Figure 21.3. Example for senescent tissue degeneration in Panorpa ultrastructure of (a) young flight muscle, (b) flight muscle deterioration, (c) malpighian tubule with lipofuscine like inclusions and degenerated mitochondria.
influence on aging and disease. Phormia has proven to be a suited experimental animal to study such chronobiolog-ical aspects. After keeping the flies in non-24-h light-dark cycles or subjecting them to a jet lag, a life-shortening
Figure 21.4. (a) Energy profile over the life span of male and female Phormia flies measured as CO2 production with an infrared analyzer. (b) Decline of maximum (flight) and minimum (walking) activity and constant basal metabolic rate (night values) over the life span of males. Data taken from (a).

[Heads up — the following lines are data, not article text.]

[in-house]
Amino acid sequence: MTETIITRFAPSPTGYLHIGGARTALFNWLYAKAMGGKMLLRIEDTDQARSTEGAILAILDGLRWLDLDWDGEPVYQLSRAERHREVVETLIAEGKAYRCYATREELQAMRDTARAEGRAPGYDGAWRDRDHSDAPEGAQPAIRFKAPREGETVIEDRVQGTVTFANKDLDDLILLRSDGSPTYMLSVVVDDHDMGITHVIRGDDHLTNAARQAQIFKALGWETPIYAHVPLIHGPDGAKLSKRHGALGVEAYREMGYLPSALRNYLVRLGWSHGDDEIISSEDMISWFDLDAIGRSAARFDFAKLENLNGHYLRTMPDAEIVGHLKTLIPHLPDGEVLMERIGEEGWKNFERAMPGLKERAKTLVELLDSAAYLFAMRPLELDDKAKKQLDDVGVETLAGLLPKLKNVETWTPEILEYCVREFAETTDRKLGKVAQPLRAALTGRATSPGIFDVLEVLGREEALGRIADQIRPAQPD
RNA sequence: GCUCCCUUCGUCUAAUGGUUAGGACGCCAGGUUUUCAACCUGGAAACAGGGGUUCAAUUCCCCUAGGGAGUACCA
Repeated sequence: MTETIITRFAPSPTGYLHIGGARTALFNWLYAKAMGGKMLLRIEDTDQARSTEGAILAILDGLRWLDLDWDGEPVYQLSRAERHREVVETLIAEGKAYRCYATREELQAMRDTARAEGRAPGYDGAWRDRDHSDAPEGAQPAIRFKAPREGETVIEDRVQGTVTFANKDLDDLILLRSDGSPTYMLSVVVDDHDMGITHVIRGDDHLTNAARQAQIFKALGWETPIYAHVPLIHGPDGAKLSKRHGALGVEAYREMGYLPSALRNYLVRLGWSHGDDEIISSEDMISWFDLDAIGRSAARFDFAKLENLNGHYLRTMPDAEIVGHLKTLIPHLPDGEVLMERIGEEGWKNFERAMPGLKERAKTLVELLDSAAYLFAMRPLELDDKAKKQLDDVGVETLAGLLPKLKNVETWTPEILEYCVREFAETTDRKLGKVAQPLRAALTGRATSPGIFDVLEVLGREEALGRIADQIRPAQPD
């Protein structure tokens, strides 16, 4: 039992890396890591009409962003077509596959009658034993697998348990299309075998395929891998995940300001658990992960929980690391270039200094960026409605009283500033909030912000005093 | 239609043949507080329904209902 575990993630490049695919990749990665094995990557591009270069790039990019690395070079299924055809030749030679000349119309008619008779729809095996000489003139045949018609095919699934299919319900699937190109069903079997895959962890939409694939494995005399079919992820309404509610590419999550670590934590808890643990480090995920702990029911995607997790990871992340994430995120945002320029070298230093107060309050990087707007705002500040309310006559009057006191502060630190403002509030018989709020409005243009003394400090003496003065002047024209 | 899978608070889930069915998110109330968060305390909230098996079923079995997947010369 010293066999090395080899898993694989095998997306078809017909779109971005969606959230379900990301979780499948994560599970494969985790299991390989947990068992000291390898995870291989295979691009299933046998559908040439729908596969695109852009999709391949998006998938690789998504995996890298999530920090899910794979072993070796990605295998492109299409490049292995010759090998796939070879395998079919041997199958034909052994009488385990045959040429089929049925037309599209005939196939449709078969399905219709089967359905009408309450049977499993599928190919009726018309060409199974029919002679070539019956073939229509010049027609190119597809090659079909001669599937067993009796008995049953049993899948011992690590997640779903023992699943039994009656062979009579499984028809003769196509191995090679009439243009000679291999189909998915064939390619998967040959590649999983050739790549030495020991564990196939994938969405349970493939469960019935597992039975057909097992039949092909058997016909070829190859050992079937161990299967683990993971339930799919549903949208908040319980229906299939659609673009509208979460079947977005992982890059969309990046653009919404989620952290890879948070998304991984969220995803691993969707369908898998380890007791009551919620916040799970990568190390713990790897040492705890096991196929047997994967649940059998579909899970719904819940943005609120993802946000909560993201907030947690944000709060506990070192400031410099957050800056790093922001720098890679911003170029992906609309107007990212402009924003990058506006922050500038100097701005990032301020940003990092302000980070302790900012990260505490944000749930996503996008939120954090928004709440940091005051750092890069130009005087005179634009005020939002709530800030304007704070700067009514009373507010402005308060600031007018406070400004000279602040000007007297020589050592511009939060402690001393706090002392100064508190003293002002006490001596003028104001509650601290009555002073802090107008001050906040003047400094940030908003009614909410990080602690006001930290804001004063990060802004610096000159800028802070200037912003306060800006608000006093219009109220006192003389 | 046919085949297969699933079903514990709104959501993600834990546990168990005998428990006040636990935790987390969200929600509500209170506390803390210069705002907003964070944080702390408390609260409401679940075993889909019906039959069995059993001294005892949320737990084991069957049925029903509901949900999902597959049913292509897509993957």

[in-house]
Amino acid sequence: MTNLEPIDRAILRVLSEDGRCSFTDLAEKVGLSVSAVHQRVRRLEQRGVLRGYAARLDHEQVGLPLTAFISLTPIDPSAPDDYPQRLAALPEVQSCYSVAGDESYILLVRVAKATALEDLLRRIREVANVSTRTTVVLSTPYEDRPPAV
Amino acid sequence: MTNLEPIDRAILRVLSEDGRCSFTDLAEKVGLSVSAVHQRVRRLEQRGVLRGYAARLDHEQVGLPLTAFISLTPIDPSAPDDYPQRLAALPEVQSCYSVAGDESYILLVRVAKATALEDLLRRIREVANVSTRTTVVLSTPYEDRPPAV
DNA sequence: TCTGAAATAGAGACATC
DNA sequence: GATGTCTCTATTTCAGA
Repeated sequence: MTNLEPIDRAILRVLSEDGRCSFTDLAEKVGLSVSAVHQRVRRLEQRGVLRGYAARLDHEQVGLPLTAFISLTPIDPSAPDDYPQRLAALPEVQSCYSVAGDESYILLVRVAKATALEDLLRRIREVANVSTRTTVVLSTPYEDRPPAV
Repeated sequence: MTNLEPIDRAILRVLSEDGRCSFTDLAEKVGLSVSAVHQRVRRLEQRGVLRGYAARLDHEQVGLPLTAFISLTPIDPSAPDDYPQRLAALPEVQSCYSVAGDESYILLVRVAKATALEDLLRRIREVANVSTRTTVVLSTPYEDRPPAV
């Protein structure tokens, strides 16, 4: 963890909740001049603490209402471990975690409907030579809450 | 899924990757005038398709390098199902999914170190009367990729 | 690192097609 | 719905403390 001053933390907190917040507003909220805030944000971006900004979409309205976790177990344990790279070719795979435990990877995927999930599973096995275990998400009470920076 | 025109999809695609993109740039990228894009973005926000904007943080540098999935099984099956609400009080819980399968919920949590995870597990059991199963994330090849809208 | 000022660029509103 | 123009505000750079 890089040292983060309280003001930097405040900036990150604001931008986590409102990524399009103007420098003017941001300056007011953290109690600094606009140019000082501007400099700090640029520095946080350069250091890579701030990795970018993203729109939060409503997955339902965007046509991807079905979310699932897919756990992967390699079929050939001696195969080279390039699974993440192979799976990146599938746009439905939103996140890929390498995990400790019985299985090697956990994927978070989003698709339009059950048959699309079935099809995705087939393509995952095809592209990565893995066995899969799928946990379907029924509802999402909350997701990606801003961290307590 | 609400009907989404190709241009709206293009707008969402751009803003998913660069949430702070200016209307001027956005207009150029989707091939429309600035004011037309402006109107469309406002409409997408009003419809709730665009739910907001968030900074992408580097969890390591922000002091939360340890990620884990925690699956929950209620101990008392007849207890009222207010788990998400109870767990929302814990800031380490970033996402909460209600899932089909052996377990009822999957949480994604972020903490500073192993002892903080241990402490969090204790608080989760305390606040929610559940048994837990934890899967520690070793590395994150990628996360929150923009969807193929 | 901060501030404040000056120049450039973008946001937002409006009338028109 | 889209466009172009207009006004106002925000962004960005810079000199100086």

effect could be detected (Saint Paul, 1978). Only few attempts have been made up to now to gain more insight into the mechanisms of circadian dyschronism and aging. Aging changes in glycolytic oscillations—a basic biochemical rhythm—were described for Phormia by Collatz and Horning (1990) and Horning and Collatz (1990).
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Metabolism. There isn’t perhaps a more frequently used word in the weight loss (and weight gain) vocabulary than this. Indeed, it’s not uncommon to overhear people talking about their struggles or triumphs over the holiday bulge or love handles in terms of whether their metabolism is working, or not.